Recent changes in the Afghanistan’s political, economic and social environment have created a high demand for skilled workers, which cannot be met by the current labor market. In Afghanistan’s changing environment, many people lack the necessary skills to earn a living. Poverty is widespread, and the overall unemployment rate is estimated at 40 percent.
Main Activities in the Field of Conflict Transformation
BRD has four key program areas:
1. Capacity Building for Income Generation
In 2004, Afghanistan became a signatory to the Millennium Development Goals (MDGs) Declaration. Under the National Development Strategy, the government’s strategy in economic and social development to achieve the MDGs, aims to achieve pro-poor, private sector-led growth while eliminating the narcotics economy. To enhance the productivity of the labour force in the legal economy, the government prioritizes education, skills development and health.To assist the country in achieving its poverty reduction goals, BRD has adopted capacity building for income generation as one of its major strategic imperatives. Its main thrust is in marketable skills and small business development.
2. Capacity Building of the Government
Afghanistan’s reconstruction needs well functioning governmental administration, which needs qualified and accountable human resources. Currently, Governmental departments are facing the lack of professional and skilled Afghan personnel; they do not have the skills and qualifications required for office management and to develop and implement development projects.
As part of Afghanistan’s National Development Strategy in Governance, Rule of Law and Human Rights, the government is reviewing its public administration structure and rationalizing it to ensure a fiscally sustainable public administration.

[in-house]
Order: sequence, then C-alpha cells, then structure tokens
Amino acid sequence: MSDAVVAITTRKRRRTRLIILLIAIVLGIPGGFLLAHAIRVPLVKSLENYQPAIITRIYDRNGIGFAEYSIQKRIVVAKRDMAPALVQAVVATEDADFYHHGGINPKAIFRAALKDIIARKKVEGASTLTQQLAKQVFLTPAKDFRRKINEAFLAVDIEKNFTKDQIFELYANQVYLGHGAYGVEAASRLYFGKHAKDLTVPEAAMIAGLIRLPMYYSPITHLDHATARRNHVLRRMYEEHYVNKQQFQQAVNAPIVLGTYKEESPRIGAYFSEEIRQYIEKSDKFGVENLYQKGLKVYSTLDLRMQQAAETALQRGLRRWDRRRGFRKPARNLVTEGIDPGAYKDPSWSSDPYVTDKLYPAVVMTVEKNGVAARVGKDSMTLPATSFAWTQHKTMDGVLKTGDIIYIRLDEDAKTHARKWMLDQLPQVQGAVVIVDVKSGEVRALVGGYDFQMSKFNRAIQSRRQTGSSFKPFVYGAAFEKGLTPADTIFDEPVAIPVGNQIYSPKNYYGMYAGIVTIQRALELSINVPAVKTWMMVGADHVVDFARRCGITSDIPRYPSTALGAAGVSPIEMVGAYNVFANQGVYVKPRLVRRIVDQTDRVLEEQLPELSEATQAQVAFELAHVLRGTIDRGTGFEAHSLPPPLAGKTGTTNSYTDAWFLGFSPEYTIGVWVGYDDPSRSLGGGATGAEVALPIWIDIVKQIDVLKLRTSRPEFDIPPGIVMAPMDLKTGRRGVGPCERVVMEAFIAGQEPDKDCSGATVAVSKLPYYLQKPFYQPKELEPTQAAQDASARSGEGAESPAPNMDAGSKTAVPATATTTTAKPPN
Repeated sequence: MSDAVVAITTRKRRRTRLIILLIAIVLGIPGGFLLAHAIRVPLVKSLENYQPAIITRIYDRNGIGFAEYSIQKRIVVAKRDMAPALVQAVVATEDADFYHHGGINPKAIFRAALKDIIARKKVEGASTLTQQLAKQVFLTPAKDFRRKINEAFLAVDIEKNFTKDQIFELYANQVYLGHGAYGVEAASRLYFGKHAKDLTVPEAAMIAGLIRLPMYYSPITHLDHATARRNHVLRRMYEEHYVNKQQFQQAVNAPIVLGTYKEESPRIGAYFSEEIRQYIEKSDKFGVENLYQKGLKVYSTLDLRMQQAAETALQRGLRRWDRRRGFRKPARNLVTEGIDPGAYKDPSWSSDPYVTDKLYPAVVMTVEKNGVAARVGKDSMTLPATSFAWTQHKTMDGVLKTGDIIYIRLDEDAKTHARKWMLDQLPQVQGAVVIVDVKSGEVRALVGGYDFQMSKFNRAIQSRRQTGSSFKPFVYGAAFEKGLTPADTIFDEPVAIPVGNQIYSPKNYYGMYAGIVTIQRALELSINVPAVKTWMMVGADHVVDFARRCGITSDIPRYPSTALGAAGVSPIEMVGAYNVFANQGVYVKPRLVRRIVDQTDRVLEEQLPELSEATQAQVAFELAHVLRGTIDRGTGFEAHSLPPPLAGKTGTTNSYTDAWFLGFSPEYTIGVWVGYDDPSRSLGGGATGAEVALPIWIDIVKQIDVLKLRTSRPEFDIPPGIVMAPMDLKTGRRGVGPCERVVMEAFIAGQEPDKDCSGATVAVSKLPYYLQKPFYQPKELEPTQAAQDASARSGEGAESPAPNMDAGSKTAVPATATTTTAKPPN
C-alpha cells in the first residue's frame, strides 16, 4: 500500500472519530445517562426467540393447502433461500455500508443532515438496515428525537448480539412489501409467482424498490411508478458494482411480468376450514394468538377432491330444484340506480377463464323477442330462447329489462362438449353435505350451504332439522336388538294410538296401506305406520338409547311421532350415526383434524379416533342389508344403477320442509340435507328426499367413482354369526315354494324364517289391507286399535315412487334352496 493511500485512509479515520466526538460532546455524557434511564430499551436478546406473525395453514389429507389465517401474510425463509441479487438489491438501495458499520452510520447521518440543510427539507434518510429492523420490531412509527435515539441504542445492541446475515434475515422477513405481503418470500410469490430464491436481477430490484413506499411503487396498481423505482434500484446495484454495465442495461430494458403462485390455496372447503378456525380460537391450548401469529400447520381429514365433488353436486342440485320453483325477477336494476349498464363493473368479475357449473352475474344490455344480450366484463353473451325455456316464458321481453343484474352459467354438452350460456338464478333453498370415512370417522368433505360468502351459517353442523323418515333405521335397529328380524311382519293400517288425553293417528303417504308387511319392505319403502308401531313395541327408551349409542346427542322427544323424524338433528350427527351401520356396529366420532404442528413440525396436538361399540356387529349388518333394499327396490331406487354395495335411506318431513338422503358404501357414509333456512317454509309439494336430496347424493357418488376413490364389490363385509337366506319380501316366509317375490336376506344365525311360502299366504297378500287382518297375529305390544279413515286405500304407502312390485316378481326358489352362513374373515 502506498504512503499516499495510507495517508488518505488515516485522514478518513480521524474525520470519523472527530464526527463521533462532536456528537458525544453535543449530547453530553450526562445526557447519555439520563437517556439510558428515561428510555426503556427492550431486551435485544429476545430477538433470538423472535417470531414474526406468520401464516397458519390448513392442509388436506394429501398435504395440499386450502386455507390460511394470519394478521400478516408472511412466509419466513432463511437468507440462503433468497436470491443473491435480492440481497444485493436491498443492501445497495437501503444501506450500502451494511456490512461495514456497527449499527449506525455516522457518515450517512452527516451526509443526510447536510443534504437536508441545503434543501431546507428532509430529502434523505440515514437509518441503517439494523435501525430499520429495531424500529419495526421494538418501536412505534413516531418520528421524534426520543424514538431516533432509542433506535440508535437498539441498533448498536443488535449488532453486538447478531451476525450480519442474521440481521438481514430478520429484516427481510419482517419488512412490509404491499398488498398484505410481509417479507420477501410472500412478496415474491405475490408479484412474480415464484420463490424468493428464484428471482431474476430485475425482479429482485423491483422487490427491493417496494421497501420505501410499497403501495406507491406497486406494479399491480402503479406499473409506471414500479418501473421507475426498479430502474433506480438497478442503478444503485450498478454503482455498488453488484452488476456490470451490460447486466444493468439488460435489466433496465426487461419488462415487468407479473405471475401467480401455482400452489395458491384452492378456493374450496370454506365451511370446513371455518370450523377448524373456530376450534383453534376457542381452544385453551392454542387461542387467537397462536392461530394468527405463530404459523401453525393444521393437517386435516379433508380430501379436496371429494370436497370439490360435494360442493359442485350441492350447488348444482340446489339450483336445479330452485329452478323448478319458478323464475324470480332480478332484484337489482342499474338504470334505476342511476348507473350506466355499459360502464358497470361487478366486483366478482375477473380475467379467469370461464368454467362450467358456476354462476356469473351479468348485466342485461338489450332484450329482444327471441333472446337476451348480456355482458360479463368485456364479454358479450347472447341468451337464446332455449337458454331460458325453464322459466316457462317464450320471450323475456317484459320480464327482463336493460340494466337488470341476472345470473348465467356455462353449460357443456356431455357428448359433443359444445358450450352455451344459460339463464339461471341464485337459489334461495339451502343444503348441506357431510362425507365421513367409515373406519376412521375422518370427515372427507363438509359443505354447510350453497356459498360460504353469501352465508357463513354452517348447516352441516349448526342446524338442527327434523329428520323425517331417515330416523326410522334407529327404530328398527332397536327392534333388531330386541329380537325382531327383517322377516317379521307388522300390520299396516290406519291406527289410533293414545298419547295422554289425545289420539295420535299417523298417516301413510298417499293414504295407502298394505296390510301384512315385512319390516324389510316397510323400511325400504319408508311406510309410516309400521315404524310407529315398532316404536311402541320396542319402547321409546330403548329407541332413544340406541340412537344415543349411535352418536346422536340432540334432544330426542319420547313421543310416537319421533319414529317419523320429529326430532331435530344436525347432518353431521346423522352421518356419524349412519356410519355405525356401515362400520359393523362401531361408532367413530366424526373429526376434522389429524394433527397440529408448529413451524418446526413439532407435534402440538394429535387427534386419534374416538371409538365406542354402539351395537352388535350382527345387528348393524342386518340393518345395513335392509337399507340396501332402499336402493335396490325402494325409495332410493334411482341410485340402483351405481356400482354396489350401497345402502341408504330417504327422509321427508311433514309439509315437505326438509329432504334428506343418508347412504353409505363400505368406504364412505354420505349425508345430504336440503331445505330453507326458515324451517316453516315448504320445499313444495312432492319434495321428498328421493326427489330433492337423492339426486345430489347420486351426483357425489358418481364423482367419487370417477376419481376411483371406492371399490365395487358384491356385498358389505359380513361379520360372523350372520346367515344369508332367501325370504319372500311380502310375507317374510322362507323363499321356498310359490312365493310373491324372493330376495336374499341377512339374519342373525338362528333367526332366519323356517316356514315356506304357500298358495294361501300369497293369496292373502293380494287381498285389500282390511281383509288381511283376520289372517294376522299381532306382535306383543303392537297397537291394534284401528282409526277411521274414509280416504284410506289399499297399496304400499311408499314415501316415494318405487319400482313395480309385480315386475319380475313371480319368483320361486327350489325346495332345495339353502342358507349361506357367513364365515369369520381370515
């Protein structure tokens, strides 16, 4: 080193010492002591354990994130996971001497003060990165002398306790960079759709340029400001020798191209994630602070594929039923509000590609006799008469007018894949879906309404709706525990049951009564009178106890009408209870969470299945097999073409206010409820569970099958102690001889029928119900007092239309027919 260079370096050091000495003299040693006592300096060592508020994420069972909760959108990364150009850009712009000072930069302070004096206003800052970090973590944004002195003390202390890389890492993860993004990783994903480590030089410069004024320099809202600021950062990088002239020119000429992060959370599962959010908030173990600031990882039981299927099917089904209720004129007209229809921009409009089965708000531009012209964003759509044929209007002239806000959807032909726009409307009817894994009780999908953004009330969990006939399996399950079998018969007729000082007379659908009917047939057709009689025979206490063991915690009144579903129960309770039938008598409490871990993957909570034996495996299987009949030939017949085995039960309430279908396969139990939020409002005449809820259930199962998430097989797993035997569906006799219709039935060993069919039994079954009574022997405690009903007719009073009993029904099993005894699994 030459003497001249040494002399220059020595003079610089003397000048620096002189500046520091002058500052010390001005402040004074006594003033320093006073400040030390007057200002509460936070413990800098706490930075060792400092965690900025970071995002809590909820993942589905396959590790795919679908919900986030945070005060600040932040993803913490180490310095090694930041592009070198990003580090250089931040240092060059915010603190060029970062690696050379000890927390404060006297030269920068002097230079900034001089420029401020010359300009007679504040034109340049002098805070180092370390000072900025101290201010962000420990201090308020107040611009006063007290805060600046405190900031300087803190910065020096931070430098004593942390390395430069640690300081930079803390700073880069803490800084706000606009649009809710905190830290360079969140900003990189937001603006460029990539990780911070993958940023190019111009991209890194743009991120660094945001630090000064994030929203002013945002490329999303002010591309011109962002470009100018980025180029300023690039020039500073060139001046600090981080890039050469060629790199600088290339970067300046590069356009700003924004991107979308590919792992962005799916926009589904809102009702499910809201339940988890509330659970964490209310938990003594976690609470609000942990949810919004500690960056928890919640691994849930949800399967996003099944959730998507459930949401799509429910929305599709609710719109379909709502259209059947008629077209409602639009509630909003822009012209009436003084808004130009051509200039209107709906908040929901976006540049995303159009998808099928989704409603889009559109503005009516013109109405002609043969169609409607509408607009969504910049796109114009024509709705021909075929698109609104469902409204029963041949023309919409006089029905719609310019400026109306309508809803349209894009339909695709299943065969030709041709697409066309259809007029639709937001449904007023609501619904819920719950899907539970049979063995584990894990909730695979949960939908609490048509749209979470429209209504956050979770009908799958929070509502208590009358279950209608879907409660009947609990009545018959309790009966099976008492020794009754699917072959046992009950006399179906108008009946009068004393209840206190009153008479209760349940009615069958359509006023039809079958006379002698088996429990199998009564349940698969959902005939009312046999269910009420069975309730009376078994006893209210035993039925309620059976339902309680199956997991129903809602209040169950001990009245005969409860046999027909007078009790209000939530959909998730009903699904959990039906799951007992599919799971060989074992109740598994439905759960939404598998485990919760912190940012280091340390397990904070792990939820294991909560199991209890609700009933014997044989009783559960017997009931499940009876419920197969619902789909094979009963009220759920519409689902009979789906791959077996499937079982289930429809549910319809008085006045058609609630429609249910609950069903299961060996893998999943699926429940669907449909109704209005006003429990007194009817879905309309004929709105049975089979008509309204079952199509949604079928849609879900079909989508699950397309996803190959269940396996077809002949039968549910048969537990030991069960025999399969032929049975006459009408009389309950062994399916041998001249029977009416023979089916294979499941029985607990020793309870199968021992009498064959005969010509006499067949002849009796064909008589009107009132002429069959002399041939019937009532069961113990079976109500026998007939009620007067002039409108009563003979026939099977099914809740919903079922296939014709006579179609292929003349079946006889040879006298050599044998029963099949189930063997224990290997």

The capacity of the government is also to be strengthened so that it is able to deliver services to the people effectively and efficiently. The public administration has to be improved through further development of coherent and effective administrative and bureaucratic structures with a sufficiently trained and motivated civil service.
3. Development of Viable Civil Society
Along with the Government and private sector, civil society is an important and legitimate actor in peace-building and democratization. Strong civil-society institutions, interacting with the state, can create innovative solutions to complex social and economic problems. A vibrant and diverse civil society can also provide an atmosphere of accessibility so that poor and marginalized people are able to participate in their own social, economic, cultural, and political development. To promote democracy and as part of the nation building process, it is necessary to support the building and strengthening of civil society organizations at the grass roots level.
4. Human Rights
BRD believes that education is the key to the protection of human rights. The respect for rights by the majority of the population is the only guarantee that rights will be respected. The outcomes BRD expects to build through its human rights education programs are:
- Strengthen respect for human rights and basic freedoms
- Development of the human personality and a sense of dignity
- Promotion of tolerance, gender equality and friendship among nations, indigenous people and racial, national, ethnic, religious and linguistic groups
- Enable persons to participate in a free society
- Furtherance of activities of the United Nations towards peace